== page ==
The Guardian’s Jonathan Jones has some strong feelings about the consumption of video art–namely that the length of time devoted to it should be determined by the consumer, not the confines of the work itself. Much like someone can choose to look at a painting for as long or as little as she likes, Jones feels that video and performance art should behave in a similar way.
He writes, “I love art [because] It imposes no obligations on our time, but offers a chance to escape into its time. It can therefore be as slight or profound as we want it to be, because everything depends on our engagement. It does not have a beginning, a middle and an end. It is not like books, plays and films – it is inherently open and above all we are free to give it our time as we please. That is art’s unique freedom. But this freedom is being destroyed. More and more artworks define and dictate the time their audience must give them. Too many videos are made like feature films, with a start and finish, and the clear message that you need to watch the whole thing to understand it. Performances too can be like plays, with a defined start and end. This is so wrong – like those weird old photos of 1960s audiences primly watching happenings.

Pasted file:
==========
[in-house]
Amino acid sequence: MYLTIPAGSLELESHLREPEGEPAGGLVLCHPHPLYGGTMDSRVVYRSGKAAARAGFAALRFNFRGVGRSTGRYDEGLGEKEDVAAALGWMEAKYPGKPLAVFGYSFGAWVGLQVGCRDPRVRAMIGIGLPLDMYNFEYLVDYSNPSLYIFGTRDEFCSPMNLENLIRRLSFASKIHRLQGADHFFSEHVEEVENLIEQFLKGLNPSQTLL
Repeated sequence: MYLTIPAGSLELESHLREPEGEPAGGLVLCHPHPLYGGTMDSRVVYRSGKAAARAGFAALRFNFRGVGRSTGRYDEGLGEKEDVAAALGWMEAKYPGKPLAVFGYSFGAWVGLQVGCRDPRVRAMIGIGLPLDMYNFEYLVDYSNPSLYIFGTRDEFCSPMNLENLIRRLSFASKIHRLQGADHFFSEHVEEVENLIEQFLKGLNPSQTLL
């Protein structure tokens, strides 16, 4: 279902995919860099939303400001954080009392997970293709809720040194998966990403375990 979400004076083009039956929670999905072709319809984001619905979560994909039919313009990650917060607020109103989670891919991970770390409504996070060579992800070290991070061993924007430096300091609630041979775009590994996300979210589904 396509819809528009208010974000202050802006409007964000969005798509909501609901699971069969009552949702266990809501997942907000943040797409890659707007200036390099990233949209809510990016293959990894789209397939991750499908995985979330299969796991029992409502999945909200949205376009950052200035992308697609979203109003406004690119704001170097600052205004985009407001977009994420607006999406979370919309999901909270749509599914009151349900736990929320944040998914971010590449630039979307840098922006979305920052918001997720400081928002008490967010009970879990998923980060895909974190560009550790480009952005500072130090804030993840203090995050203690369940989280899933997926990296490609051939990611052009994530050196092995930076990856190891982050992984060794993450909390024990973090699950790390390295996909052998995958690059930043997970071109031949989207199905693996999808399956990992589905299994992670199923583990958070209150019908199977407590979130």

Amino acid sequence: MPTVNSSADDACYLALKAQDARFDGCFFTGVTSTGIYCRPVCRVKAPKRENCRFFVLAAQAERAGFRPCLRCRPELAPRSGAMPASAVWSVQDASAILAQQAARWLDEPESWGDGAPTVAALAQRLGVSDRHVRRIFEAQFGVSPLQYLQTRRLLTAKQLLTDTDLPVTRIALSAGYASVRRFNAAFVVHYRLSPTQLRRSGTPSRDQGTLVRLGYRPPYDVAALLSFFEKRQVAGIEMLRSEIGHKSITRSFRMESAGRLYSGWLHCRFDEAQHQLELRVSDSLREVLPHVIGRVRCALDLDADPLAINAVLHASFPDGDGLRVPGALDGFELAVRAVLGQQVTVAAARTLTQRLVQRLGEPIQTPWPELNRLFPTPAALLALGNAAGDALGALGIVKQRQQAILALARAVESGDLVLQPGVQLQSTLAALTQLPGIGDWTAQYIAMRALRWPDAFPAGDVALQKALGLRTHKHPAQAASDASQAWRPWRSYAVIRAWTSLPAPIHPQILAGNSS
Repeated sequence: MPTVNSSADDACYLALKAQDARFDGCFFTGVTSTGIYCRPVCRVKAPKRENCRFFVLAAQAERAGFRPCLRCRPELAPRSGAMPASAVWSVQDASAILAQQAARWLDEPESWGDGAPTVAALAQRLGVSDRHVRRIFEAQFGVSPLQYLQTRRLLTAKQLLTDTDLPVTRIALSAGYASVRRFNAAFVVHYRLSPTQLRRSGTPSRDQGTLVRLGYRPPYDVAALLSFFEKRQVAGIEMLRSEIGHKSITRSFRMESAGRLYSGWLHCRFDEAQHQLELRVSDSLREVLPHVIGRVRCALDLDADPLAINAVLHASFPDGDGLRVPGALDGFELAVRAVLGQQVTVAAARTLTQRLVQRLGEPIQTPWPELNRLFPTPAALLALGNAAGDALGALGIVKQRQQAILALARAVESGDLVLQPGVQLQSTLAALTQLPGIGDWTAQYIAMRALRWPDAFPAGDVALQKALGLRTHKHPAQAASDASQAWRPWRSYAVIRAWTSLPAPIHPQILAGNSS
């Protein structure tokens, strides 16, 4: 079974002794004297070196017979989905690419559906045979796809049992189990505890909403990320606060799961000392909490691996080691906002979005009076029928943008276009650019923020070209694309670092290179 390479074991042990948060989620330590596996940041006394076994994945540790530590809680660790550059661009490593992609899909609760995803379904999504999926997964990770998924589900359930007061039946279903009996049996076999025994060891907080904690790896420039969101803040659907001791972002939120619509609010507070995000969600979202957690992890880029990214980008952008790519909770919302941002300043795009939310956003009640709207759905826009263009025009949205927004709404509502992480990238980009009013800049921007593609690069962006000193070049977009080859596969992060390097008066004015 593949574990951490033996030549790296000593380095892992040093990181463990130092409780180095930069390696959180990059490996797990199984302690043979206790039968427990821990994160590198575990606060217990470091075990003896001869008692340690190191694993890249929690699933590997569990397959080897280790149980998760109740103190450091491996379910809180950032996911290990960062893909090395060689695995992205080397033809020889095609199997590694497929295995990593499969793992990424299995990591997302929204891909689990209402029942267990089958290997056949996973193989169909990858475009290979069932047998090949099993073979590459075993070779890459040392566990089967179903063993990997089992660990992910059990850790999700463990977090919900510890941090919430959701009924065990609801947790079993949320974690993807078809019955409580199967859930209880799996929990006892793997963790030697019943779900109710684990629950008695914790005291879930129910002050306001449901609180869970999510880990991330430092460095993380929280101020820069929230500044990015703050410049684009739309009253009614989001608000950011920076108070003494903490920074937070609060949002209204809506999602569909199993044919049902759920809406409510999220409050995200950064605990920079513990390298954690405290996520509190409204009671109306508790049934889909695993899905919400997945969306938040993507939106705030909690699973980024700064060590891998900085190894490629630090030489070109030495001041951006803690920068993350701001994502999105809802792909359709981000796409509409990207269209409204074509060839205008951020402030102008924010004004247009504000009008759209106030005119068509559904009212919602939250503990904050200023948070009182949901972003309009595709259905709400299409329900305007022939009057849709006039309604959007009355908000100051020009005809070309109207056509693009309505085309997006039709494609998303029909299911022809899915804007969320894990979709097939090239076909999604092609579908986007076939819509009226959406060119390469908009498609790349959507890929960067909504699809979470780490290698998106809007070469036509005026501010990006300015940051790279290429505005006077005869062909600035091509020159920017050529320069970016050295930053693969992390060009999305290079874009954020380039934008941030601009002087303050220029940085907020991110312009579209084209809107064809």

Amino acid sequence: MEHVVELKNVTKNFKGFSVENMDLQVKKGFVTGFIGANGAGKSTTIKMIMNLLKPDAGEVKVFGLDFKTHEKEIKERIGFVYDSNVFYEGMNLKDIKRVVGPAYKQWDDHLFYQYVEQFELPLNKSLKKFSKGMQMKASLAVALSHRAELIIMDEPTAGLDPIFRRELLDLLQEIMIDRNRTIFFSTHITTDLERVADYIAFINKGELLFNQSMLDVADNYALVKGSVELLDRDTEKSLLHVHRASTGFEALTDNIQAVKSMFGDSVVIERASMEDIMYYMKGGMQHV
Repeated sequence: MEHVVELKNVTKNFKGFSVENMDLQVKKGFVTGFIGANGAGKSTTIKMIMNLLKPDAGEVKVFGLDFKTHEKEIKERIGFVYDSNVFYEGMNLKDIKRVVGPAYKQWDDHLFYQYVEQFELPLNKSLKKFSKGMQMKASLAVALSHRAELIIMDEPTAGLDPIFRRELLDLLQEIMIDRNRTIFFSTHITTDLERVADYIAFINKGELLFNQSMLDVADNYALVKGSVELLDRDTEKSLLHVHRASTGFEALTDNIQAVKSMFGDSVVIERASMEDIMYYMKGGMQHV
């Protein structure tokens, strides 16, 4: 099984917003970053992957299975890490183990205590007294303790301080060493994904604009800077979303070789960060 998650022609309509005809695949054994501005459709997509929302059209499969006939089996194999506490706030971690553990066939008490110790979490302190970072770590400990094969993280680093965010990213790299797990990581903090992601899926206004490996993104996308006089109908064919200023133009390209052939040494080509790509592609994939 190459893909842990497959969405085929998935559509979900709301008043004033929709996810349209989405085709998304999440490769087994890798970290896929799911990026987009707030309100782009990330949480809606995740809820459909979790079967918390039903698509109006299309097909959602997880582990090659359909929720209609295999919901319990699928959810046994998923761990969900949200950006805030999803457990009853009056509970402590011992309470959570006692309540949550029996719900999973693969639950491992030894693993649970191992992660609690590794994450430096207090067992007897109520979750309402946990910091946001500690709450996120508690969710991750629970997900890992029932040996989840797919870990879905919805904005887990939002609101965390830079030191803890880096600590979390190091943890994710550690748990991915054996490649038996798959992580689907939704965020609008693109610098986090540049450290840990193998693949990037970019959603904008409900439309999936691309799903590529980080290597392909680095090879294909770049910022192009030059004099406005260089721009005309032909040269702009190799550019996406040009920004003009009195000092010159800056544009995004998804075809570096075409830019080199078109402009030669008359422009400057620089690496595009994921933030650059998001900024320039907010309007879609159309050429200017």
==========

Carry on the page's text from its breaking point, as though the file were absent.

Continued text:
Read the full story here.